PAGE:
Continental Airlines yesterday agreed to pay a $250,000 civil penalty in connection with consumer complaints about overbooking, ticket refunds and baggage claims.

The penalty is part of a consent agreement with the Department of Transportation, which has come under intense pressure from Congress and consumer groups to act on the rising number of complaints about airline service.

Such complaints nearly tripled in May, rising to 2,816 from the same month last year. Continental has been the leader in that gripe derby, based on the number of complaints per 100,000 passengers served by 21 airlines.

Continental, owned by Houston-based Texas Air Corp., racked up 793 complaints -- 21.39 per 100,000 passengers -- last month, according to DOT figures. The complaints largely concerned cancelled and delayed flights and baggage problems.

Eastern Air Lines, recently acquired by Continental, was second, with 10.11 complaints per 100,000 passengers.

As part of its consent agreement, Continental said it will offer confirmed reservations to passengers bumped from overbooked flights. In the past, the company gave bumped passengers standby vouchers.

Current holders of standby vouchers are covered under the change.

The airline also agreed that it will make more timely refunds on tickets purchased by credit cards, and that passengers will be fully informed if a commuter carrier, rather than Continental, will provide service on a booked flight.

There has been confusion among customers on Continental and other carriers about interpreting codes on tickets that signal the type of aircraft that will be used on a flight.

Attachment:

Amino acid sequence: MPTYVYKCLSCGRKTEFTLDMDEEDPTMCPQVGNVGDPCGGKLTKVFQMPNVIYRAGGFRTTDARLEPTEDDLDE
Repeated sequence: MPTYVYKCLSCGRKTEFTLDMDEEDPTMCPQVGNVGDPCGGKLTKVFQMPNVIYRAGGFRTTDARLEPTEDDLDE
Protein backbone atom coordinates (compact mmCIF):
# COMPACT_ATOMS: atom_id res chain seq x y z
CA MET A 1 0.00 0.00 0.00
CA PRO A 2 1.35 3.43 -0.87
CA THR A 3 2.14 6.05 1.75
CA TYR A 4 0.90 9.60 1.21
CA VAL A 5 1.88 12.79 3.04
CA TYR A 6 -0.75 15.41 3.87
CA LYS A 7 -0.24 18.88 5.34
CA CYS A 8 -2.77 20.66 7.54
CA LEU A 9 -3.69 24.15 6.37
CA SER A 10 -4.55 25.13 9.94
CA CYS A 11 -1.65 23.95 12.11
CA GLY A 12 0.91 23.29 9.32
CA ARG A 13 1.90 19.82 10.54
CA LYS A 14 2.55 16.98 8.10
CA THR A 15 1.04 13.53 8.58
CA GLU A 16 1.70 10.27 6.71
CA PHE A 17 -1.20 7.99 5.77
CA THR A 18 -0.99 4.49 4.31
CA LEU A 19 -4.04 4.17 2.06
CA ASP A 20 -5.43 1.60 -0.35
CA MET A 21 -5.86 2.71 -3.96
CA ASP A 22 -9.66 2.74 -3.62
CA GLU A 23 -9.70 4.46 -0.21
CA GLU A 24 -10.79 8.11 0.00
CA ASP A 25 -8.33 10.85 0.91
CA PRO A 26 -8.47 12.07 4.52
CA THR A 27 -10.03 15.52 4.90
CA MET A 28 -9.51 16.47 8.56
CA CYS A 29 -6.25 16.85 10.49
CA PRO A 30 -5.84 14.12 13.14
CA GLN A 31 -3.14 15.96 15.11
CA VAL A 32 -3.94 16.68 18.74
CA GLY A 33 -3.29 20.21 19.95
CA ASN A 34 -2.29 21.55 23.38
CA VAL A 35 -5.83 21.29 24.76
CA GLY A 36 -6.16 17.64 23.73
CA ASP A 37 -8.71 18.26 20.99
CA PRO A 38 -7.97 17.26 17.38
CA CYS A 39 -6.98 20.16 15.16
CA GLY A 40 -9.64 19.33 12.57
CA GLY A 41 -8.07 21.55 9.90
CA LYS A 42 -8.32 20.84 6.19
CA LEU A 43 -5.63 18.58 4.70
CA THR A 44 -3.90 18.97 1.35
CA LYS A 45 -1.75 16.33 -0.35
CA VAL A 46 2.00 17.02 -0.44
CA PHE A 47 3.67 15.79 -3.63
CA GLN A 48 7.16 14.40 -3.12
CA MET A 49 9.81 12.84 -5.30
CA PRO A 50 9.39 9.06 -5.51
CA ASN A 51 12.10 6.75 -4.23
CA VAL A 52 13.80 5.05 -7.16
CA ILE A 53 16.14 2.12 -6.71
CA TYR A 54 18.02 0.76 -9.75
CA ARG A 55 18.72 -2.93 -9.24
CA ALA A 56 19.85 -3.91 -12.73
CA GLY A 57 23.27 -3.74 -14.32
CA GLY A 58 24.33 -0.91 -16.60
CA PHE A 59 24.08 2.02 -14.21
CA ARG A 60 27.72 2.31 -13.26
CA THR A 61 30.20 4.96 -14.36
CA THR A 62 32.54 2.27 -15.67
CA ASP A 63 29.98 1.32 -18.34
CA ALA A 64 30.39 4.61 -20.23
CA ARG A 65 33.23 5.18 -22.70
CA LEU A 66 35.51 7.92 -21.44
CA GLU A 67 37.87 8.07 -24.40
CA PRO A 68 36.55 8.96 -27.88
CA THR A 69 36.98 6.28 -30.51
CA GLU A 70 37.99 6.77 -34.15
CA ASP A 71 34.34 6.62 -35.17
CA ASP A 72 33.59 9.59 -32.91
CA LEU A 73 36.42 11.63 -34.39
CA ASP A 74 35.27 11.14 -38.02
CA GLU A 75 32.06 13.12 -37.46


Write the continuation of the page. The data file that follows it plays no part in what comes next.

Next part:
Continental President Thomas G. Plaskett yesterday apologized for his airline's performance, saying that the company's management is "truly sorry for the customer inconvenience" that resulted from scheduling miscues and baggage mishaps.

Plaskett said most of the problems were rooted in Continental's merger last February with People Express, which was financially crippled at the time of its acquisition.

Frontier Airlines also was brought into the Texas Air empire last year, making Texas Air the largest airline holding company in the United States. The net effect of Texas Air's buying spree has been an increase in revenue passenger miles last month to 3.1 billion, compared with 1.7 billion a year ago.

That incredible growth has generated problems.

Those and other unpleasant discoveries hampered Continental's efforts to offer quality service, the airline's officials say. "We believe that the vast majority of these problems are behind us," Plaskett said.

Overall, consumer advocates praised the Transportation Department's enforcement action.